### Math Monday: A Base Beyond

One route to mathematical discovery consists in changing the characteristics or parameters of something that is well understood, to see what happens when they vary. For example, we incorporated traps in our binary counter, and those traps allowed for an adjustment of the number of marbles they would store before triggering. Adjusting the trap capacity led to a new mathematical structure — the ternary number system.

In actually building the altered machine, we introduced a new component, the escapement. So now we are in a position to ask: why limit ourselves to just carrying one ball? In fact, James Tanton, and the Global Math Project that he has organized, are asking folks all over the world this month: what might happen if we carried *two* balls every time one of our place values overflows? (Note that Jim Propp, who we’ll hear more about below, suggested this question to Tanton back in the 1990s.) A very simple modification to our ternary counter/adder will physically illuminate that very question.

Namely, all we need to do is modify each escapement so that it holds two balls, rather than one. That way, when its associated trap triggers, it will release two balls to the next trap. And the required change to the escapement is nearly trivial: just move the stop so that there is room for exactly two balls in the arm of the escapement, as you can see in this shot (note that the tab has been temporarily removed to allow access to the stop).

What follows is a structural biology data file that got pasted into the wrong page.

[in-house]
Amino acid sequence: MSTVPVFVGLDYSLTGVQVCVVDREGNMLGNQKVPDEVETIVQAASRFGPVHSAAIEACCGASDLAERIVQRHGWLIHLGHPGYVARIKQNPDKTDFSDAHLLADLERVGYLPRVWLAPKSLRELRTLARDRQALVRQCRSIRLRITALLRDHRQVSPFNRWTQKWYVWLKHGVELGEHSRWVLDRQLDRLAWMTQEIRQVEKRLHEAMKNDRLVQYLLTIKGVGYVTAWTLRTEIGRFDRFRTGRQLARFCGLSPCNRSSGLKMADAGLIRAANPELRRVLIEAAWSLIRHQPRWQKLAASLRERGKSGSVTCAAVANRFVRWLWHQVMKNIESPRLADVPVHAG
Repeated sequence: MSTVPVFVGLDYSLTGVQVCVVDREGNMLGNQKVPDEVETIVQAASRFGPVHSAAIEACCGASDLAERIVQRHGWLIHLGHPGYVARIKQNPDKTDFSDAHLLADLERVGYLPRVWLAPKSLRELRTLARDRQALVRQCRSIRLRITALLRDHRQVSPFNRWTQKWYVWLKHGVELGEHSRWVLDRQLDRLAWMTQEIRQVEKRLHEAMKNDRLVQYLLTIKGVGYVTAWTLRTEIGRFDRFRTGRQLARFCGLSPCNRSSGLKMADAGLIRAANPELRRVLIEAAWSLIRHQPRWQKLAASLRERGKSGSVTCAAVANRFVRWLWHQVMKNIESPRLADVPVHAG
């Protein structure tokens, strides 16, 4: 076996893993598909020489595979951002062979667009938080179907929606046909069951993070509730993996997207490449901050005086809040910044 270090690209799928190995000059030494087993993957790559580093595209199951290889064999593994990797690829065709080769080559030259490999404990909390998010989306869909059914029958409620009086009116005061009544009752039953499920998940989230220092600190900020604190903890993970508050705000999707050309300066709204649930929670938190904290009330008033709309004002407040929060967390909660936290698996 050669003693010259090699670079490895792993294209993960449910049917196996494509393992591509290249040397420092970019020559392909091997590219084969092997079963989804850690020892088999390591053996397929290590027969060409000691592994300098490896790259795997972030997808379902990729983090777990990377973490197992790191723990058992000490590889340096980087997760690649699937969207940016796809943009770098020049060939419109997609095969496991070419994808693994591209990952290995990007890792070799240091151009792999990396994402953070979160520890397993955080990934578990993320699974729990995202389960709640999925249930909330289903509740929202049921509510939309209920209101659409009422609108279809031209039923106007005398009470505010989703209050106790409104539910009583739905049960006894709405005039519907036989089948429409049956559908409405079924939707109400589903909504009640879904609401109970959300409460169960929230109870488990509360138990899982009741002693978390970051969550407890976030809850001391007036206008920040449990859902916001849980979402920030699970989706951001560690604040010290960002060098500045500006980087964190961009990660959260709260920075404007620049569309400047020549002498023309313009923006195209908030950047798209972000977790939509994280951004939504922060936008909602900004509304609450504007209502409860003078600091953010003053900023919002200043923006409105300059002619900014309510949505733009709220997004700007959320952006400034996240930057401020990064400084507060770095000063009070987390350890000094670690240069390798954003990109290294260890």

Except for reweighting the escapements so that they are close to balanced when they are holding two balls, that’s all that has to be done. So here’s a picture of the fully modified counting machine, with all of the carry-marble repositories stocked.

It looks virtually identical to the ternary counter (you can just make out the fact that there are two marbles inside the escapements), yet it’s going to behave rather differently. Let’s see it in action.

What exactly is going on here? Clearly the machine is, in some sense, counting. It enters a different state with each ball added, in terms of how many marbles there are in each of the traps. And none of the states repeat (at least not before the machine overflows on the 24th marble added), so we obtain a different representation for each nonnegative integer. If you replay the video and keep track, you can produce the following table of the representations:

Number | State | Number | State | |
---|---|---|---|---|

0 | 0 | 12 | 2120 | |

1 | 1 | 13 | 2121 | |

2 | 2 | 14 | 2122 | |

3 | 20 | 15 | 21010 | |